You know where most people’d be like, “I don’t, what the hell do you want to go to bed for now?” You know you’re awake, having a good day or whatever, and you just and you have that desire just to go, “Oh.”
 
I think it’s almost like you just turn life off for an hour. You go to sleep, turn life off for an hour and you get back up again, you know start afresh for the day. I don’t know what it is it’s just, I used to have that all the time, I used to come in from school and then I’d have no desire to do my homework, that’s normal, but I used to just go and just go and have a nap and then wake up again and it doesn’t mean you feel any better after that, but you know.
 
And people just say, “Oh you know I had a nap then,” but I, nearly every day have to have one just like go to sleep for half an hour or whatever, you know, and it is, it does annoy me actually, ‘cos you don’t, I don’t want to it’s just you have this overwhelming desire to go and have a sleep.
 
And it’s, I think like, I’ve thought about, I’ve thought about it a lot and it’s like a coping strategy, it’s kind of the way it shows itself when you’re okay you know and , when you’re kind of half asleep, you experience almost like a kind of anxiety in your chest, when you’re like trying to wake up or whatever or you know, have that, a very similar feeling, so I think especially you know going into the technicalities of depression, serotonin in your brain and how it’s governed and how it governs your day to day activities, there is definitely a connection between sleep and depression.
 

Tom thought he was going insane when his depression “erupted.”

Tom thought he was going insane when his depression “erupted.”

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This like this depression, which I didn’t know what it was, just literally erupted. And, I was in a seriously bad place, it just like, couldn’t do anything, was just house bound, just in floods of tears, couldn’t sleep. I had severe anxiety, retching, just like you know you’d end up in a ball on the floor, just like going hysterical. Just literally you go, you’d get, you get panic attacks. That was the first stage, you get panic attacks. You know when you’re ambiguous about the idea, so panic attacks start. And panic, panic attacks are relatively you know amicable compared to like, compared to the next stage which was just complete despair, and you just, you just don’t know what’s going on. It’s undiagnosed and you’re thinking, you know, crap this is, this is, you know a mental ill, you don’t know what’s going on, are you going insane, thinking what is this all about?
 
And then I thought, you see all these horror stories and you think, you know, people being sectioned, taken out of society and just you know for insanity, and just… anyway, I spoke with the GP and he was really good, he was saying, “People that go insane,” which is your main concern at the time, you know. “People that go insane don’t know they’re going insane.” And it’s the opposite so the very fact that you’re extremely aware of what’s happening, is just the biggest indicator to me to say that you’re not. And yeah, so he was 100% certain it wasn’t that.
 
 

Tom describes the state of acute anxiety as “a parallel universe”.

Tom describes the state of acute anxiety as “a parallel universe”.

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You’re in this place, this state of anxiety with you know a different perception on life, just like you’re in some kind of parallel universe, literally like some kind of parallel universe, where people are talking to you but it’s not getting through, and it just looks really weird, and you’re thinking, “What is this all about?” You know.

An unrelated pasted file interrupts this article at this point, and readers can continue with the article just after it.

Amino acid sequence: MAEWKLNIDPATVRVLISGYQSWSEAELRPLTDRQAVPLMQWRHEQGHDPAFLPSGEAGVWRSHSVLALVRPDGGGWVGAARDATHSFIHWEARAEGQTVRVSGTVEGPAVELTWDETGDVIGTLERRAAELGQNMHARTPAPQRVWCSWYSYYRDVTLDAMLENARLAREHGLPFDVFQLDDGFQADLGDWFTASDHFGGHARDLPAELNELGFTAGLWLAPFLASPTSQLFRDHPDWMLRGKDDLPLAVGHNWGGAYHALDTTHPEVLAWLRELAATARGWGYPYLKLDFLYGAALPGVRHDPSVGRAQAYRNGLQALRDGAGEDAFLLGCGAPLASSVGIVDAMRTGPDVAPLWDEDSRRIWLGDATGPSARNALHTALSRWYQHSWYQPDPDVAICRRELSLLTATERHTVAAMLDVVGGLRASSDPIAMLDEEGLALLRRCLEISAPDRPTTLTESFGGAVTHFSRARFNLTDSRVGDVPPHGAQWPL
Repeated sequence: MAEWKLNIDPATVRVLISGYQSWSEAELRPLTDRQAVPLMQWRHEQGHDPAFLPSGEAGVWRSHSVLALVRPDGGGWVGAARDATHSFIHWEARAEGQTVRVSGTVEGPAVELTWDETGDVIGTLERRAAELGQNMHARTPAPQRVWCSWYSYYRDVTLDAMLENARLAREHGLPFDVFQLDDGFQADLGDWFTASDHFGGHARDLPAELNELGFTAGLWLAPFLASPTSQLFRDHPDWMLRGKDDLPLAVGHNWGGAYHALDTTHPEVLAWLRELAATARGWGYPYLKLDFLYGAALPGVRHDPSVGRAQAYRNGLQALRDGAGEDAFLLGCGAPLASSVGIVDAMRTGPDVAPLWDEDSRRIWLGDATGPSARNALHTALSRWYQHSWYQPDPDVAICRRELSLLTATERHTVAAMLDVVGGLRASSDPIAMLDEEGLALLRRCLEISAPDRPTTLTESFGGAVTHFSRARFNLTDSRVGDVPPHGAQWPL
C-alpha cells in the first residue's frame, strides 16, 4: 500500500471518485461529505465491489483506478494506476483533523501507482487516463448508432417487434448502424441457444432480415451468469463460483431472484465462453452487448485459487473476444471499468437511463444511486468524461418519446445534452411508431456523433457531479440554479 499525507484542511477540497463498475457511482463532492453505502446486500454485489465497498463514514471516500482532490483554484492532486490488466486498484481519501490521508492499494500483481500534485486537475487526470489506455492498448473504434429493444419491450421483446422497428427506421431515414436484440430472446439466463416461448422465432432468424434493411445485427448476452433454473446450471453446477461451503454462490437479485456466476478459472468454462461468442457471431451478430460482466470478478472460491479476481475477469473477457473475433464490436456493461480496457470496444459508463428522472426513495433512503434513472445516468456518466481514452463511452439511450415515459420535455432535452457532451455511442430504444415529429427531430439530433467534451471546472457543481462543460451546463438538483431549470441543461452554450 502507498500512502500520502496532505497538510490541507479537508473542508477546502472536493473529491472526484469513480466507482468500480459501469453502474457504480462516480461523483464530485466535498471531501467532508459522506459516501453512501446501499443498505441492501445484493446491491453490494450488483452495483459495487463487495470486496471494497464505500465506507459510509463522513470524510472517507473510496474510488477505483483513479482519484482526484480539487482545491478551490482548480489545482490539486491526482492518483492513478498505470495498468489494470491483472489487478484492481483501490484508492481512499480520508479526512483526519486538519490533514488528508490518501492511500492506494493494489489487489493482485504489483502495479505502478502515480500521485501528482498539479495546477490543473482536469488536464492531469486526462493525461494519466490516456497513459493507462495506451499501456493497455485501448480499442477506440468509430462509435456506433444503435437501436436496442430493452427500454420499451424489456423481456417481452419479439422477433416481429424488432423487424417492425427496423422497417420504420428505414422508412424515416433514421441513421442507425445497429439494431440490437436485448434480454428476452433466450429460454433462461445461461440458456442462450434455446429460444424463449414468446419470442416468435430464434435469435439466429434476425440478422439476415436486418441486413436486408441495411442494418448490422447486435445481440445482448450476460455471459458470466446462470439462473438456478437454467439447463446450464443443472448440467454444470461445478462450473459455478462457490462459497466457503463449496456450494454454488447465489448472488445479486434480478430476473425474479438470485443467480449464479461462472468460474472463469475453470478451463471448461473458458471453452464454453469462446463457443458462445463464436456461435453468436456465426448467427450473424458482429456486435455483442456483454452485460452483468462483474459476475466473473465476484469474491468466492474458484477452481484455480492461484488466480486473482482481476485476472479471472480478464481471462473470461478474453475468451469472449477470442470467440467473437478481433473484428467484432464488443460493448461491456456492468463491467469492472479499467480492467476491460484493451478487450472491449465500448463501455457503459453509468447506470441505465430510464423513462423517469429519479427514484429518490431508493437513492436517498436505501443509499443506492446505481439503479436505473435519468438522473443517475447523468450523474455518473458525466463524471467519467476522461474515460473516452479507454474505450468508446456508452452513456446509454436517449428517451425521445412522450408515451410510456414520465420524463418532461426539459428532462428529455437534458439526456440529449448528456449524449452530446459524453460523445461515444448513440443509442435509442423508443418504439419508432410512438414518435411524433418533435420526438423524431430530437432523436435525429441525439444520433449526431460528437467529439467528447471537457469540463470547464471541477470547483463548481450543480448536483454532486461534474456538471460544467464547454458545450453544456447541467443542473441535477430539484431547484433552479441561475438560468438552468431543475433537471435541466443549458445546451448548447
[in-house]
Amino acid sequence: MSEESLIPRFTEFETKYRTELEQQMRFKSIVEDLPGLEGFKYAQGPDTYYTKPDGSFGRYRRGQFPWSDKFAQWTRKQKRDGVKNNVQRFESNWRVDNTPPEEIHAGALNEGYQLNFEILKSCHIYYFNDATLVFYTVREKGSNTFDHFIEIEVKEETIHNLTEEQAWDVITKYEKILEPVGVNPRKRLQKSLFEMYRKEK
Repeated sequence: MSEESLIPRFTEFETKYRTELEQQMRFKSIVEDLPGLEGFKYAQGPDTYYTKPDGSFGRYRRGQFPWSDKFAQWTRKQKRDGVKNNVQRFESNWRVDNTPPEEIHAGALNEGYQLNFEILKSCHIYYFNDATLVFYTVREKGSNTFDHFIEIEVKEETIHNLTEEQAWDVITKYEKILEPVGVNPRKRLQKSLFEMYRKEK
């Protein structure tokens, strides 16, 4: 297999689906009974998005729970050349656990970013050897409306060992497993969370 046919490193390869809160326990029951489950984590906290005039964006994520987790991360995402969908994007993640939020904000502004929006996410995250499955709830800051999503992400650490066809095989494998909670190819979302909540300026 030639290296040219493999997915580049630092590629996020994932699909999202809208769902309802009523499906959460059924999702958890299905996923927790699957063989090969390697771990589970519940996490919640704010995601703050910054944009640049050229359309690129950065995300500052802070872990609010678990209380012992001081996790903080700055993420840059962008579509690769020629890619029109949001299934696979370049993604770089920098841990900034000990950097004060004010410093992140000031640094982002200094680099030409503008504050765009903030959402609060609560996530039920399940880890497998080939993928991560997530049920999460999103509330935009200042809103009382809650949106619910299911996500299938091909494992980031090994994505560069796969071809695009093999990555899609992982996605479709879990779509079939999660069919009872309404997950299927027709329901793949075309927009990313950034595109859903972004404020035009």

So your Mum’s saying to you, “Look,” okay, it gets to, it got to the stage where I was sitting there, and my Mum’s going, “Look you’re safe, there’s nothing wrong, you know you’re at home, forget all the worries that you have. It doesn’t matter.” You know, she was great. But it didn’t mean anything; it didn’t mean anything because the person that was saying it to me didn’t look real. She, you know, she looked like a, you know I could see perfectly well, but my perception of things was just out of the window, it was just, you know is altered. And I think a good description of how it was at the time was it could be said to be like, if you won the lottery, you won 50 million, it wouldn’t make a difference and you’d just say, “Oh,” you know you’d just think like it’s completely irrelevant, don’t need it, doesn’t matter. And it’s that important, well it’s that significant that you would just, you wouldn’t care.
 

Tom says diagnosis is the most important thing and gives “a little bit of hope”.

Tom says diagnosis is the most important thing and gives “a little bit of hope”.

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Diagnosis is just the most important thing, just, of having I think to trust that you’ve got depression, regardless of whatever that means is a good step. ‘Cos at least then you know you can kind of visualise how long an outcome would be till you’re ready to, you know, wanting to lead a good life again. So, diagnosis would at least give you the hope, you know that you’re gonna be okay in x-amount of time. You know, that’s dependant on you. But at least you know, on average is x-amount of time, or whatever. Which gives you a little bit of hope.
 

Tom got through the initial period of depression and anxiety by writing down his “worst fears”...

Tom got through the initial period of depression and anxiety by writing down his “worst fears”...

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Write you know your worst fears during anxiety, whatever you, you know my case is you know related to like that, you know the experience of your perception changes and you’re just like, “This isn’t real.” Whereas other people could be experiencing different types of anxiety. I don’t know, like they’re gonna die, or they’re gonna, you know, things like that are probably a common one or whatever. So just put your worst fears on one side of the paper and then put what you can describe to be a logical outcome, what is likely to happen. You know what society says is gonna happen. People, you trust are gonna say will happen, your GP, family and friends or whatever, so then write it down and then you know you might want to show your GP that, and confirm, again reiterate why it’s logical for the left hand side to be right. You know you’re, the likely things that are gonna happen,